When Peter knows there are cameras about he likes to wear a flat cap, to hide his identity.
His job is disrupting crime gangs in Birmingham, England, and he knows bad people want to hurt him.
“On three occasions, myself and my colleagues, we received information they are looking for me,” says Peter – not his real name. “We also received intelligence that they’re willing to do something to harm me. They want me to spend the rest of my life in a wheel chair.”
Peter works for anti-slavery charity Hope for Justice. It’s more than an awareness or campaign group. Peter and his colleagues, including former police officers, actively investigate the people responsible for modern slavery and work to free their victims.
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“I have been involved in 286 rescues. And the number one priority is to establish trust,” he says.
He’s very good at it. Peter’s methods — follow leads, approach suspected slaves, build relationships, give them options — played a key role in bringing down the most ambitious slavery operation to be discovered in the UK.
Threats and violence
This year, eight people were convicted and sentenced to more than 55 years for what a judge described as “the largest conspiracy of its type ever known.”
The traffickers recruited vulnerable people in Poland, including addicts and former prisoners, by promising good work and a new start in the UK.
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The reality when they arrived was very different. Victims were housed in appalling, slum-like conditions. They were given little food and almost no pay. And they were made to work in menial jobs while gang members stole their wages through bank accounts they controlled.
Threats and violence ensured victims stayed quiet and worked hard.
‘Beaten up while they slept’
Police believe it was a hugely successful enterprise, making millions of pounds through trafficking and enslaving hundreds of people.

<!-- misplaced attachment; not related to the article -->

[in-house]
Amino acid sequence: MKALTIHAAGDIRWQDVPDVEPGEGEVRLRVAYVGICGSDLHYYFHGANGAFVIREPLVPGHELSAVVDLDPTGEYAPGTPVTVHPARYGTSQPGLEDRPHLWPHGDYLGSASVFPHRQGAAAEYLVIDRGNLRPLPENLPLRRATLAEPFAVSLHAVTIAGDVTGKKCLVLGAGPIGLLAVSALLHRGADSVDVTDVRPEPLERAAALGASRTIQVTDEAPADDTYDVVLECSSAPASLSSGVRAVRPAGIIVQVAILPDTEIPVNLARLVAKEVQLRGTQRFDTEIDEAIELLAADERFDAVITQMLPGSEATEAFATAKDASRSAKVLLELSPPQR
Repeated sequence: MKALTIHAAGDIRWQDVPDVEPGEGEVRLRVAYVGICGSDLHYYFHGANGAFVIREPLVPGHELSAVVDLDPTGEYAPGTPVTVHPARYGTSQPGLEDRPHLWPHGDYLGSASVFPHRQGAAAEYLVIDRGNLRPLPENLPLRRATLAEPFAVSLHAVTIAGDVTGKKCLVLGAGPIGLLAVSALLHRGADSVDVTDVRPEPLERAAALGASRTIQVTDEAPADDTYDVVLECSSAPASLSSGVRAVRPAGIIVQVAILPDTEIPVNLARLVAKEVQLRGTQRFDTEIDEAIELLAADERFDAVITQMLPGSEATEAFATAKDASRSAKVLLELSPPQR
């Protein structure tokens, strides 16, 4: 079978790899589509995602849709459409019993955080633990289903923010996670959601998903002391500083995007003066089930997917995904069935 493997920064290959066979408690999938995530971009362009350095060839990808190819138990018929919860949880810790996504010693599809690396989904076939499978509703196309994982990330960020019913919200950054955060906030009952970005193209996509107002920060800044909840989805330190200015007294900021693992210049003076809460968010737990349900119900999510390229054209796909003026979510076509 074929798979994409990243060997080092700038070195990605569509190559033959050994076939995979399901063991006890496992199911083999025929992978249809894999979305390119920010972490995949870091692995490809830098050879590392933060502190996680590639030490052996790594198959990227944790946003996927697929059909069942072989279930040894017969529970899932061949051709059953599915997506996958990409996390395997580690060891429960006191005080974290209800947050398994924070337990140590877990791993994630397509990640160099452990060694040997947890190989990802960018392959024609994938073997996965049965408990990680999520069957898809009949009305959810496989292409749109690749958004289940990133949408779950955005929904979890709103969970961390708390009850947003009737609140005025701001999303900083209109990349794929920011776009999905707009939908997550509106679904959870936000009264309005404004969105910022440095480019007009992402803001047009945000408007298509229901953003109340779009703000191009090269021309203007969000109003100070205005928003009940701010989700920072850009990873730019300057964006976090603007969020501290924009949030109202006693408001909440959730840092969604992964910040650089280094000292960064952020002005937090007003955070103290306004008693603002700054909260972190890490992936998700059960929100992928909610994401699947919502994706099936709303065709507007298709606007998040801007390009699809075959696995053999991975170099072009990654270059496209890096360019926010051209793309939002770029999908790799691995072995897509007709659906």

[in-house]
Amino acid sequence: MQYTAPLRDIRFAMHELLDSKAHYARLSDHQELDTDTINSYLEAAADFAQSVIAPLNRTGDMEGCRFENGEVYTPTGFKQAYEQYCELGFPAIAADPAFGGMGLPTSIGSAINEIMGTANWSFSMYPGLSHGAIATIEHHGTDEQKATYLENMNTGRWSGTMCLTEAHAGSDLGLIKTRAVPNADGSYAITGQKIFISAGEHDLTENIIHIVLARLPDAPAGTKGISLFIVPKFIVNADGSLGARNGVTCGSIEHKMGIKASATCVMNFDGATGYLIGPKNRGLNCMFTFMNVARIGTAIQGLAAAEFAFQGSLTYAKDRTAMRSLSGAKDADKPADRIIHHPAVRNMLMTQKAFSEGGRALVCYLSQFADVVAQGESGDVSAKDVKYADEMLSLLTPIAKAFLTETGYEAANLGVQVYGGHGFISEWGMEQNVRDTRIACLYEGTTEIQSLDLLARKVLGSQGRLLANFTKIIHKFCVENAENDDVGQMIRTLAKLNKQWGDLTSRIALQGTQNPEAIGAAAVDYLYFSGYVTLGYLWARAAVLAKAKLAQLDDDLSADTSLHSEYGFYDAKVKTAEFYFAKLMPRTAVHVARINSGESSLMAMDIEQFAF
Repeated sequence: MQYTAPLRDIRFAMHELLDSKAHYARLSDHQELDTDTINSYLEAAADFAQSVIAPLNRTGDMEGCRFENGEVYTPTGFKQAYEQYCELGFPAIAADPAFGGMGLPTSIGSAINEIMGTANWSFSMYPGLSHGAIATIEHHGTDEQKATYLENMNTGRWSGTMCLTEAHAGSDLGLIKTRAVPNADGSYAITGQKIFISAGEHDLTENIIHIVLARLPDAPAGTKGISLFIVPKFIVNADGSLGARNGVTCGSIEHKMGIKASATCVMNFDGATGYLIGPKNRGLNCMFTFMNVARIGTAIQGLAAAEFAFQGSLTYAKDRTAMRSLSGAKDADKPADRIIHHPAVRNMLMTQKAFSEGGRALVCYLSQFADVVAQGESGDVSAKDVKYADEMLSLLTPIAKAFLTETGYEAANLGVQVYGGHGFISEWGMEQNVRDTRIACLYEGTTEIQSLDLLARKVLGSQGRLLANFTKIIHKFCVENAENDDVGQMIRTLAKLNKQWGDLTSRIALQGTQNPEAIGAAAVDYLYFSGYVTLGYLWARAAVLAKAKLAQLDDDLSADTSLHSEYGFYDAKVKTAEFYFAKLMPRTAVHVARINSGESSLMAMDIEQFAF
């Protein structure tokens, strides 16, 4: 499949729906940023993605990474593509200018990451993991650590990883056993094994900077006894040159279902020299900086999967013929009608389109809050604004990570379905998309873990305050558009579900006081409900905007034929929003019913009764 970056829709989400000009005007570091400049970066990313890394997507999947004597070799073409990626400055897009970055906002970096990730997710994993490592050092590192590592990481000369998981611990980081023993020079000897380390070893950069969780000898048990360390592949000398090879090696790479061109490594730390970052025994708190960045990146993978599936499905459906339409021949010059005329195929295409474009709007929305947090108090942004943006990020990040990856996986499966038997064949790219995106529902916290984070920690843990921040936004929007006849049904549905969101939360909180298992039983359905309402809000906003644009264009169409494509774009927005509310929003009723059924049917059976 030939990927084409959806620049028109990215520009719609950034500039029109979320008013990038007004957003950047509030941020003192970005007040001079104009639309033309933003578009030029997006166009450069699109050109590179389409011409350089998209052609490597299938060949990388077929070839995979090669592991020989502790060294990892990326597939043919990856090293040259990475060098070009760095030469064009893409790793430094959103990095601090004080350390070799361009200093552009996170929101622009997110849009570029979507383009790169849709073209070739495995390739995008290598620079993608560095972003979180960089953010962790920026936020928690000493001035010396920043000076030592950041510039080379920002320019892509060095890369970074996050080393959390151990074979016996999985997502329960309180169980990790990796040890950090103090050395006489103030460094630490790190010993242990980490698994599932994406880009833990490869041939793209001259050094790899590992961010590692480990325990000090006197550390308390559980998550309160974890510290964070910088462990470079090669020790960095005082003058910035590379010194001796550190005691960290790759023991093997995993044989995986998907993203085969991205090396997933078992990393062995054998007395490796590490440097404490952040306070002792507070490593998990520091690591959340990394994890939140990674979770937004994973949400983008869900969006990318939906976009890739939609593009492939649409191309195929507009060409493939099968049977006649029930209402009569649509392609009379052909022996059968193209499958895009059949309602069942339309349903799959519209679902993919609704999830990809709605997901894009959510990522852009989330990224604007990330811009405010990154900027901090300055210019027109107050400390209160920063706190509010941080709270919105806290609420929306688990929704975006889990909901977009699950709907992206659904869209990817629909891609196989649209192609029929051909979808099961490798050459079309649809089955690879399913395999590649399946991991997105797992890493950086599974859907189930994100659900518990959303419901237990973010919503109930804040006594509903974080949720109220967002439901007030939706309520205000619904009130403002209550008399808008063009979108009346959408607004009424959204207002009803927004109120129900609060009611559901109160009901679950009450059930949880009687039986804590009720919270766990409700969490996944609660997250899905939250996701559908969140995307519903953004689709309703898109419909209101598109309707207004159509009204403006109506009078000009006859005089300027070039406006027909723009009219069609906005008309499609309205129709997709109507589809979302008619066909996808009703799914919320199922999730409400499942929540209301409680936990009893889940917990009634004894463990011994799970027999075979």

It all unraveled after Peter rescued a man and a woman who then agreed to talk to police. Hope for Justice says it freed a further 49 victims who also cooperated with the investigation.
Peter says the gang was always trying to thwart them. They shuffled victims around properties, and at each location they made sure there was someone to watch the slaves.
“In every house the traffickers would put someone we call the alpha male or female,” he says. “This person would inform the traffickers about anything suspicious. It could be phone calls. It could be coming home late.”
The alphas were also often enforcers. “Sometimes people were beaten up while they were asleep,” says Peter. “Anything from fists, baseball bats, iron bars.”
The UK’s National Crime Agency estimates it’s likely there are tens of thousands of slavery victims across the country.
The charity Salvation Army provides outreach and accommodation for trafficking survivors, and supported some of the victims in this case. Emilie Martin, of the group’s anti-trafficking and modern slavery unit, tells CNN that this case reflects some of the broader trends she has seen in the UK.
“Some of the examples that came out in the court hearing are very typical of this type of modern slavery,” she says. “Things such as the conditions that the individuals were living in, the kind of hours that they work. It’s very common that slave masters and traffickers will open up a bank account in their victims’ names.
“It is just one of those crimes that is very much underground, and where there is a way for someone to be exploited, traffickers will abuse that.”
Peter hopes people take one thing away from their success against the Polish gang — that they’ve only scratched the surface.
“So often when we explain the tragic fact that slavery still exists today here in the UK, in our towns, in our cities, people seem to be surprised,” he says.
Peter says he’ll continue working, defying threats, helping to free scared, vulnerable people, one at a time.
“So many victims have lost hope,” he adds. “They accept the life of a slave as their destiny.”